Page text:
Consulting skills: Meaningful consultations

Professor Rodger Charlton writes about getting the balance right in a 10-minute consultation.

Sometimes a patient will say: 'Sorry I have wasted your time.' I always reply: 'Far from it.' It may just have been reassurance, but to the patient, it was important and worrying, so I feel it is rewarding that I have been able to help.

The 10-minute consultation

When I started as a GP, I ran six-minute consultations and used to see 20 or more patients in a surgery.

I feel now that I could not see so many patients at such speed and I certainly could not attempt to meet their needs. Even now, 10 minutes is rarely long enough.

Talking to other GPs, I find that some build in 'catch-up' slots, because they know they will over-run, and some have further increased their consultation time.

However, despite our aspirations to provide a more holistic consultation through increased time, the competing demands on our time are multiple, for example, telephone and email consultations.

Perhaps an ideal in the future will be 15 or 20 minutes, as it is realised that we are the new consultant generalist physicians.

When I worked in New Zealand 20 years ago, 15 minutes was the normal consultation length. These days, GP shortages and difficulty with recruitment mean most of my colleagues are having to see huge numbers of patients and cannot aspire to this.


Some time ago, I saw a patient who was somewhat disgruntled with other doctors they had seen. I spent some time with them and at the end, they said they felt better just for being listened to. When we are rushed and busy, this is not easy, but it is what patients want and if I were in their situation, I would want that too.

Many of our patients have complex lives and stories, which academics call patient narratives. They present with multiple symptoms of perhaps tiredness, aching all over, vague headaches and much more. Our job is to listen and try to make sense of what is sometimes referred to as undifferentiated illness, to discover whether there is any underlying disease. This requires great skill and GPs should take pride in what can be challenging and very stressful at times, in a sea of diagnostic uncertainty.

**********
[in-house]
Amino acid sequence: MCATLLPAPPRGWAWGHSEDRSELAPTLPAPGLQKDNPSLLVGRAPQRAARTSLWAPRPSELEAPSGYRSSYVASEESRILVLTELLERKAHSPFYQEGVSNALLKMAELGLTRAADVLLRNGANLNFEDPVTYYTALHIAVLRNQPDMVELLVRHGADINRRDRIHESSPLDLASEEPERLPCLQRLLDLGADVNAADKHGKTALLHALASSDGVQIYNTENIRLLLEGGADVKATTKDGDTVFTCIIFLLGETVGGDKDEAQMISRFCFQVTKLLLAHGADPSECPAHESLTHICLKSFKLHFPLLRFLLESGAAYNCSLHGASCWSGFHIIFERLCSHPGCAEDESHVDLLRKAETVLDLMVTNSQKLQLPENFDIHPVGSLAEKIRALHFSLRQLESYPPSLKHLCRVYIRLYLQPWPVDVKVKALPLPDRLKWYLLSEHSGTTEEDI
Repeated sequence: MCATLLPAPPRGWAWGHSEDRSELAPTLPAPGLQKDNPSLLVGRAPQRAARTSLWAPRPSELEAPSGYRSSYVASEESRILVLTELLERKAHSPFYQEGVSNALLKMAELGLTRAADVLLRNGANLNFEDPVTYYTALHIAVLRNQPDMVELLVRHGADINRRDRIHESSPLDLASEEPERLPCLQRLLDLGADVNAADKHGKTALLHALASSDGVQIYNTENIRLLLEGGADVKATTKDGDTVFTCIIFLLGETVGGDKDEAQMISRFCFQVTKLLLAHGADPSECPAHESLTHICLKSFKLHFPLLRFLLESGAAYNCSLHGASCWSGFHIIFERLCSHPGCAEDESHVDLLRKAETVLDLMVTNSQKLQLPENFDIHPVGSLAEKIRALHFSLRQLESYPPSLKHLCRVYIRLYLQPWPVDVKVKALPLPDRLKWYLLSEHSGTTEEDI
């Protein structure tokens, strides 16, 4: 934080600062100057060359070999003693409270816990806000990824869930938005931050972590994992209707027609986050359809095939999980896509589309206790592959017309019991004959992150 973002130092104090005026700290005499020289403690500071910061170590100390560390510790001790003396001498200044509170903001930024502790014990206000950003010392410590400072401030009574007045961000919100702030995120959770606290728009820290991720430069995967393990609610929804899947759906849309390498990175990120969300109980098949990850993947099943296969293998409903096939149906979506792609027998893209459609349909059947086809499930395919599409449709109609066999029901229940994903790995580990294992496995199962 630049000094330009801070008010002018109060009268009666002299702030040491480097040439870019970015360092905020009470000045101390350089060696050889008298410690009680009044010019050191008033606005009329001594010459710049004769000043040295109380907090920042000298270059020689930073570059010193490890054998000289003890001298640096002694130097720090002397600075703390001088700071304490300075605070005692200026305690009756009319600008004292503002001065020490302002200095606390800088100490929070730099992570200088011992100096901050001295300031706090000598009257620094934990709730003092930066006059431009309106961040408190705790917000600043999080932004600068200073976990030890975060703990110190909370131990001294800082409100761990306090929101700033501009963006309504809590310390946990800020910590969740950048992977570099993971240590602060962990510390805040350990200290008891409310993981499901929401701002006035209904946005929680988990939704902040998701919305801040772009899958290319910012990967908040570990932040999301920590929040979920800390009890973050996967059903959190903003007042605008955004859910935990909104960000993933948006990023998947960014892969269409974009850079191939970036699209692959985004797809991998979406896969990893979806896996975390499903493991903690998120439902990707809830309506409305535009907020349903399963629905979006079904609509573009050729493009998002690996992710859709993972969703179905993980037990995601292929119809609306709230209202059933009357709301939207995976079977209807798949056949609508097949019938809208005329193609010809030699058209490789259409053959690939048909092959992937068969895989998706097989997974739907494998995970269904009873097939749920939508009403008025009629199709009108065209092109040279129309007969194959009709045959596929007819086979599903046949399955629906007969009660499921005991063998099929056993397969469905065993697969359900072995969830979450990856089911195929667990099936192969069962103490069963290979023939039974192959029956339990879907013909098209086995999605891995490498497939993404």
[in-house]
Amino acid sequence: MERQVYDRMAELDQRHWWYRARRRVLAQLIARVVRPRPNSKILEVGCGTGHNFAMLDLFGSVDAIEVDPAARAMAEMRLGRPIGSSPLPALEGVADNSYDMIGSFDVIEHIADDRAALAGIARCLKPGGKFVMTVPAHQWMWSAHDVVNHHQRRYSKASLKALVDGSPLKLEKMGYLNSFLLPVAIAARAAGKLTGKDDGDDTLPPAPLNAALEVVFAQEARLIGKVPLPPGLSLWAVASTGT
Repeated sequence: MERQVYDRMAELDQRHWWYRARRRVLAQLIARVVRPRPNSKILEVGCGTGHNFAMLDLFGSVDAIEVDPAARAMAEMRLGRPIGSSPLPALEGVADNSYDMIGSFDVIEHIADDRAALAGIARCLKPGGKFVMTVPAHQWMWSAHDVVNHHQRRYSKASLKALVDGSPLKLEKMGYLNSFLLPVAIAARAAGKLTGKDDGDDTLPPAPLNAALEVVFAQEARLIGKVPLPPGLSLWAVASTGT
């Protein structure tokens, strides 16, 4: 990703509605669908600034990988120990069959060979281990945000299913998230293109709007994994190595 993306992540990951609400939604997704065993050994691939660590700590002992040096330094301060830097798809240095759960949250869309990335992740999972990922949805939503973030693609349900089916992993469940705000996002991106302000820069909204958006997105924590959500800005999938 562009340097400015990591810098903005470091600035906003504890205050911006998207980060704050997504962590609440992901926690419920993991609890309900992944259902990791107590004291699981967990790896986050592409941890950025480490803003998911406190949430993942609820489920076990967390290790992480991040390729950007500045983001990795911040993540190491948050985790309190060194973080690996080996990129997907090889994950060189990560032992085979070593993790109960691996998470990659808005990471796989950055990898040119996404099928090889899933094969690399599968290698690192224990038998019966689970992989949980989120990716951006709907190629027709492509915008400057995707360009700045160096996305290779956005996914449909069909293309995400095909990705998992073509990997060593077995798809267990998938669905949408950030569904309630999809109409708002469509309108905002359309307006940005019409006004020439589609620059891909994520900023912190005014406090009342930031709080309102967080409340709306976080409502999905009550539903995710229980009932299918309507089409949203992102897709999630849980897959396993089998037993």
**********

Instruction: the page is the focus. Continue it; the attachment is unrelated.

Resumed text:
People in the consultation

About half of GP practices in the UK are involved in teaching medical students, foundation year doctors, GP registrars, or all of these.

When a student sits in on a consultation, they are the fourth person in the room.

The third 'person' is the computer, to which we pay a lot of attention and without which we cannot conduct a consultation, work out our appointments, see records and issue a prescription or fit note.

These consultations tend to be longer - we are keen to 'perform' even better when we are being watched, while the patient has more time to say what is wrong and to obtain two opinions.


It could be argued this is not a medical problem. Research would suggest that bereaved spouses have a greater incidence of morbidity, such as depression, and mortality.

In an ideal world, the GP might make contact with a patient after a death, or send a letter or card offering condolences and a meeting in future if they wish.

It could be that the GP was present at the death or shortly afterwards to confirm and certify death.

In my experience, most patients greatly appreciate this contact and even months or years later, say how helpful it was, particularly with providing an 'open door' in the future to talk about their feelings or ask questions about the person's illness that they did not understand and are now perhaps making them feel guilty.


At the RCGP conference in October, Dr Alys Cole-King said how important it was to acknowledge patients in what may seem minor issues. This could simply be saying hello to a patient who passes you in the corridor, or in the consultation, when they tell you about a domestic problem that is troubling them.

Patients appreciate recognition from 'their' doctor and a momentary compassionate comment.

Please don't ask me to define compassion. It is indefinable, but the pace and pressure we are under means it is often squeezed out. Perhaps it is a moment of kindness or caring and, dare I say it, 'empathy in action'. However you define it, it is a huge challenge for us to provide meaningful consultations.

  • Professor Charlton is a GP in Hampton-in-Arden and director of undergraduate primary care education, School of Medicine, University of Nottingham


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